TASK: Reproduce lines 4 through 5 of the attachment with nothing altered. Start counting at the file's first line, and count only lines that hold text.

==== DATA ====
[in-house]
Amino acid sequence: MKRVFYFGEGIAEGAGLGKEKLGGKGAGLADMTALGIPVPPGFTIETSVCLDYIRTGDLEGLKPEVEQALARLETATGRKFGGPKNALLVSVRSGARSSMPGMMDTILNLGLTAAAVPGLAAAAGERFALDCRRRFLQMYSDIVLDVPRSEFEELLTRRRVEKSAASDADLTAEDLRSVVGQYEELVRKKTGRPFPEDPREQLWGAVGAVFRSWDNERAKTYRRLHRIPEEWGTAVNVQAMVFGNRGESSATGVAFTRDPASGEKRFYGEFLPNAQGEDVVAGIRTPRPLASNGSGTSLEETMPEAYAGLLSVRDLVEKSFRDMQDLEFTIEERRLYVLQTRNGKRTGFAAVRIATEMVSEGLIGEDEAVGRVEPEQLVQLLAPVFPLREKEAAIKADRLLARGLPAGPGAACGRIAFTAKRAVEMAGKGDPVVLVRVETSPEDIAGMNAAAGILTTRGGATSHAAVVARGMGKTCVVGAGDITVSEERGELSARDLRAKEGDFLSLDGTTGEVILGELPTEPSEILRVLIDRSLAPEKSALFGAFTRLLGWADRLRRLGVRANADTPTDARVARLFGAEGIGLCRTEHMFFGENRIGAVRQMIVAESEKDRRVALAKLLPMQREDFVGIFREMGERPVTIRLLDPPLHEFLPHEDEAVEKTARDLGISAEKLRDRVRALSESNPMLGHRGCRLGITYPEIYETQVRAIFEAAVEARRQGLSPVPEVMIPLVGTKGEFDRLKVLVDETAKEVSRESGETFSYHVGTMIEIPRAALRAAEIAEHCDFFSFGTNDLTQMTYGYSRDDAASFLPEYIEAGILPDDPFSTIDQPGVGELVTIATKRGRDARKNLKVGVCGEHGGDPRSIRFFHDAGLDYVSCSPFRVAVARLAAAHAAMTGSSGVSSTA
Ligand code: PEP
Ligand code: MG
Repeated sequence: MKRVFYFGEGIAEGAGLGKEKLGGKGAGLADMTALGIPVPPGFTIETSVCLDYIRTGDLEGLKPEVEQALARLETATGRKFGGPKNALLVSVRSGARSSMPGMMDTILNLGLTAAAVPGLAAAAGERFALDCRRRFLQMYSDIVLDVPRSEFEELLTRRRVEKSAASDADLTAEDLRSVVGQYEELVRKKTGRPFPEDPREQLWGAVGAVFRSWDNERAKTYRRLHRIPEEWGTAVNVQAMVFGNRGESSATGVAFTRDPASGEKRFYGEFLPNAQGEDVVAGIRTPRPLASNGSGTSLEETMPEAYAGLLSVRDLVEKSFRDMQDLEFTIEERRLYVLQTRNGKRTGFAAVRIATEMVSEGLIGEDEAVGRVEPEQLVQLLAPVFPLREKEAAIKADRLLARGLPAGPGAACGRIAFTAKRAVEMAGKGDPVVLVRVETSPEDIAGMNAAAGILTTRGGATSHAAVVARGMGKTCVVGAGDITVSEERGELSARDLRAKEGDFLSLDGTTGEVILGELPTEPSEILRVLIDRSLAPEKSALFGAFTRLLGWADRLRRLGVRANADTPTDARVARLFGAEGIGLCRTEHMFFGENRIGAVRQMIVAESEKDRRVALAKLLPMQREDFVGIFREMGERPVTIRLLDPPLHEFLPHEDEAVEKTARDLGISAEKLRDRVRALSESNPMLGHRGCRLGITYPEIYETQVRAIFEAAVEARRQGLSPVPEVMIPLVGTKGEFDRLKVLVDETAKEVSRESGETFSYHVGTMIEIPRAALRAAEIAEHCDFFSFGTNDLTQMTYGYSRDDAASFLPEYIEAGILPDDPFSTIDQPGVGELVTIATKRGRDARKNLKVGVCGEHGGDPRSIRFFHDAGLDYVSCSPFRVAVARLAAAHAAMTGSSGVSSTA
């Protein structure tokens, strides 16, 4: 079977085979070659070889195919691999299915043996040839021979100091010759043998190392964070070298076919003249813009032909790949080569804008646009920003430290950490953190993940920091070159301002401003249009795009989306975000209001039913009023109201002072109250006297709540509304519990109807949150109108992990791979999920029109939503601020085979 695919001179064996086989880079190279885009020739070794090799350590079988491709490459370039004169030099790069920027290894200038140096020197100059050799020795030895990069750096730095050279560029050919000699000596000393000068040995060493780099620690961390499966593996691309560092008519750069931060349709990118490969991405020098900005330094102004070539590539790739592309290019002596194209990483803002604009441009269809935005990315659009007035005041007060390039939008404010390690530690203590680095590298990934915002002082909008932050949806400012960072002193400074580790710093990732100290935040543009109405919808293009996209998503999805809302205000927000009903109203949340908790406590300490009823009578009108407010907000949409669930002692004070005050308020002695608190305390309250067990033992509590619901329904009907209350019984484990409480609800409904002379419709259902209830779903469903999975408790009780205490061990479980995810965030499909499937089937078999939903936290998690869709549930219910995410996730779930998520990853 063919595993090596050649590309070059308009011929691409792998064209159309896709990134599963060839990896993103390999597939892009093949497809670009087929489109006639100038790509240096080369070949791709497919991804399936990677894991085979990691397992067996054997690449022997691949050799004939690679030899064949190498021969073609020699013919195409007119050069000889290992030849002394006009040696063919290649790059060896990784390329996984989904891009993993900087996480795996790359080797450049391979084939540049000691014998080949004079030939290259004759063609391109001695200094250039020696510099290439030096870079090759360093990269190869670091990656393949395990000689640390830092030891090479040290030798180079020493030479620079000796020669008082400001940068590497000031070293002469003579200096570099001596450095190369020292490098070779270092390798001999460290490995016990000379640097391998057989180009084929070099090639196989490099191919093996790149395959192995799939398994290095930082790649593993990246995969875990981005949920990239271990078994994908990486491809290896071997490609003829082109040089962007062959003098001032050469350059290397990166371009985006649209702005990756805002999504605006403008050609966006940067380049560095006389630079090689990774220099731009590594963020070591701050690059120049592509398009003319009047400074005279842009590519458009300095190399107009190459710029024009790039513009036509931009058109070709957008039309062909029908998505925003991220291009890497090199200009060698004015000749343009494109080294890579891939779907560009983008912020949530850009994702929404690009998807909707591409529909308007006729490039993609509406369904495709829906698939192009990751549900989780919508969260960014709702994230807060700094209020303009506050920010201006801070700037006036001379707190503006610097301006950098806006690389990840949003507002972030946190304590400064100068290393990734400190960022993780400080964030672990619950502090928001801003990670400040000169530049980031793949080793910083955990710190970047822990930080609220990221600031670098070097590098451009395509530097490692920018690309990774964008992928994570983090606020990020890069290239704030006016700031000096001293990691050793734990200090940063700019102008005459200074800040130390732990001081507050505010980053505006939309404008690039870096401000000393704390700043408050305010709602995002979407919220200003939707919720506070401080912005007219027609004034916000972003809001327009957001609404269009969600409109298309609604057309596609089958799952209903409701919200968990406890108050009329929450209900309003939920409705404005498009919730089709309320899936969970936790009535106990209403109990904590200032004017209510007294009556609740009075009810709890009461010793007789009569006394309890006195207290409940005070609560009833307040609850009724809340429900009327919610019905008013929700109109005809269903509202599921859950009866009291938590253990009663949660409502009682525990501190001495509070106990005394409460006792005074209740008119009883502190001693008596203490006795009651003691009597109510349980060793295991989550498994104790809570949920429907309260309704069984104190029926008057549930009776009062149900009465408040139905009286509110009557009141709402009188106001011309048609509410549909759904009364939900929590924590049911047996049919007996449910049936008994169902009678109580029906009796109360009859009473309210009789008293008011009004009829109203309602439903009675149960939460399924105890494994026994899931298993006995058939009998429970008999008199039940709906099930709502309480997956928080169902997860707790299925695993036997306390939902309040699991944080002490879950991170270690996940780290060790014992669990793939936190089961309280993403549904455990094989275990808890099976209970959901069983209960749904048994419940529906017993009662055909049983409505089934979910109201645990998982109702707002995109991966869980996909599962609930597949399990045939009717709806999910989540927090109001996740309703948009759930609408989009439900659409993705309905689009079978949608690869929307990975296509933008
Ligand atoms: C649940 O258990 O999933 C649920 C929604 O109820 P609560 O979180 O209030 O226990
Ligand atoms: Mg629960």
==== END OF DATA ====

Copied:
Ligand code: MG
Repeated sequence: MKRVFYFGEGIAEGAGLGKEKLGGKGAGLADMTALGIPVPPGFTIETSVCLDYIRTGDLEGLKPEVEQALARLETATGRKFGGPKNALLVSVRSGARSSMPGMMDTILNLGLTAAAVPGLAAAAGERFALDCRRRFLQMYSDIVLDVPRSEFEELLTRRRVEKSAASDADLTAEDLRSVVGQYEELVRKKTGRPFPEDPREQLWGAVGAVFRSWDNERAKTYRRLHRIPEEWGTAVNVQAMVFGNRGESSATGVAFTRDPASGEKRFYGEFLPNAQGEDVVAGIRTPRPLASNGSGTSLEETMPEAYAGLLSVRDLVEKSFRDMQDLEFTIEERRLYVLQTRNGKRTGFAAVRIATEMVSEGLIGEDEAVGRVEPEQLVQLLAPVFPLREKEAAIKADRLLARGLPAGPGAACGRIAFTAKRAVEMAGKGDPVVLVRVETSPEDIAGMNAAAGILTTRGGATSHAAVVARGMGKTCVVGAGDITVSEERGELSARDLRAKEGDFLSLDGTTGEVILGELPTEPSEILRVLIDRSLAPEKSALFGAFTRLLGWADRLRRLGVRANADTPTDARVARLFGAEGIGLCRTEHMFFGENRIGAVRQMIVAESEKDRRVALAKLLPMQREDFVGIFREMGERPVTIRLLDPPLHEFLPHEDEAVEKTARDLGISAEKLRDRVRALSESNPMLGHRGCRLGITYPEIYETQVRAIFEAAVEARRQGLSPVPEVMIPLVGTKGEFDRLKVLVDETAKEVSRESGETFSYHVGTMIEIPRAALRAAEIAEHCDFFSFGTNDLTQMTYGYSRDDAASFLPEYIEAGILPDDPFSTIDQPGVGELVTIATKRGRDARKNLKVGVCGEHGGDPRSIRFFHDAGLDYVSCSPFRVAVARLAAAHAAMTGSSGVSSTA